clock menu more-arrow no yes mobile

Filed under:

Phoenix Suns 2016-17 Report Card: Earl Watson Delivers Average Season

Expectations were low, but still, Coach Watson likely could have done better

NBA: Los Angeles Clippers at Phoenix Suns Mark J. Rebilas-USA TODAY Sports

Expectations were generally low for the Suns coming in to the season. The roster is young, the veterans are not necessarily stellar - the perfect recipe for a 30-35 win season.

The Earl Watson-led Suns came up just short of those expectations, modest as they were.

In a rebuild, it is hard to place the blame for a poor season at the feet of the coach. The coach represents only one small piece of the puzzle.

That being said, there are some things on which Watson deserves to be evaluated:

  • Youth development
  • Roster management
  • Overall team strategy
  • Team chemistry

If the team was not expected to win, from the very beginning it was expected that they would focus on improving the talents of young players; on building strong lineups featuring those young players; on developing offensive and defensive schematic foundations that can carry forward to future, more successful seasons; and on maintaining a positive culture in the locker room, even in the face of poor results.

Youth Development -- B-

The Suns are a young team. The team had 8 players 24 or under on the roster. Youth development is a key part of the job for Watson, and when he was hired it was a key part of what Ryan McDonough and the front office saw in him.

The development of young players was a bit of a mixed bag. The Suns’ young front court players actually showed improvement. Marquese Chriss came on strong after the All-Star break: he improved his shooting efficiency (from 49.7% to 58%) and his rebounding efficiency (from 10.3% to 11.5%). Despite the increasing frustration of the fans, Alex Len showed strong improvement from his 2015-16 campaign, with notable improvements as a shot blocker and in offensive efficiency. There was additionally strong play from Tyler Ulis and Alan Williams, though perhaps not a ton of growth across the season from either.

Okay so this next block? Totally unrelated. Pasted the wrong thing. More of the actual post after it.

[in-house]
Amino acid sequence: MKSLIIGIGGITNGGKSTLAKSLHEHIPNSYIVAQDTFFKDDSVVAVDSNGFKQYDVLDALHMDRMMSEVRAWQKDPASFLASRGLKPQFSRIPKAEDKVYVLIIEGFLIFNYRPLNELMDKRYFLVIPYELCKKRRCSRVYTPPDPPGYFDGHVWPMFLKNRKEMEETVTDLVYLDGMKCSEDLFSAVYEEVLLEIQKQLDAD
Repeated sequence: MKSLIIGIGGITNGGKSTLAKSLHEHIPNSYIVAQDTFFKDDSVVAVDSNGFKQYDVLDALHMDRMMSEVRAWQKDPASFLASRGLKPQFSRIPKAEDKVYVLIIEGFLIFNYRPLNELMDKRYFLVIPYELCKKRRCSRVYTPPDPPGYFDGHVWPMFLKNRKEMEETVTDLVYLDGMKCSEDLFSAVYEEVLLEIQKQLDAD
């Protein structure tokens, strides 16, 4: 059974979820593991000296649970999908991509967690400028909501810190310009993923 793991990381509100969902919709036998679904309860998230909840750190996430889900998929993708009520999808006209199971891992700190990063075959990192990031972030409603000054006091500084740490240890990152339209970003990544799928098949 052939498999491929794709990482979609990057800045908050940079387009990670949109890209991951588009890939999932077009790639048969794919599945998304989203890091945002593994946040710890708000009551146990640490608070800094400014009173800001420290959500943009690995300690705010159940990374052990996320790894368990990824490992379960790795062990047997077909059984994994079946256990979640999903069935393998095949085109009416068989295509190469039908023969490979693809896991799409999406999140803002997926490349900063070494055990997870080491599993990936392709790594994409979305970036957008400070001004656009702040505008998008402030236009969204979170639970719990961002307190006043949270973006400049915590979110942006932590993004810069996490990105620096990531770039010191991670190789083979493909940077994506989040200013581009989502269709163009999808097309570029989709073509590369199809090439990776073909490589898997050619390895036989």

On the flip side, I ding Watson quite a bit for what was a season of limited growth for Devin Booker. Booker is undeniably the most important piece for the Suns going forward. And, like many young players, he has weaknesses to his game: inconsistent effort on the defensive end, a propensity to force bad shots, a need to play the enforcer. These are all things that should have been improved upon in the offseason. But for much of the season, they continued to be a problem. And, honestly, largely this was a function of Watson, who often failed to put Booker into good situations and/or reign in those bad habits.

So, on the whole, Watson did okay here. There was some growth from the young players on the roster. But Watson’s inability, or unwillingness, to reign in some of Booker’s bad habits are a mark against him in my book.

Roster Management -- B-

When I speak of roster management, I mostly mean how well Watson did finding managing lineups. This is no easy task, and Watson deserves credit for keeping the players at least modestly happy.

That being said, Watson was slow to make adjustments when lineups obviously were not working. He relied heavily on his veteran players, giving big minutes to PJ Tucker, Tyson Chandler and, most frustratingly, Brandon Knight. Obviously, we do not know exactly why these players got so many minutes - it is entirely reasonable to think that the front office encouraged Watson to play these potential trade chips in the hopes of finding a partner.

His hesitance early in the season to use Ulis, Williams and Dragan Bender was honestly perplexing, and frankly did not make sense given the team’s purported focus on developing young players. There was also a weird unwillingness to experiment with the roster - until after the All-Star break, many of the young players had very little if any shared court time. For instance, Bender and Chriss played only 108 minutes together this season and Booker and Ulis just 550. These numbers might seem high, but keep in mind there there are almost 4000 court minutes per season. Even accounting for injuries and rest periods, it was odd.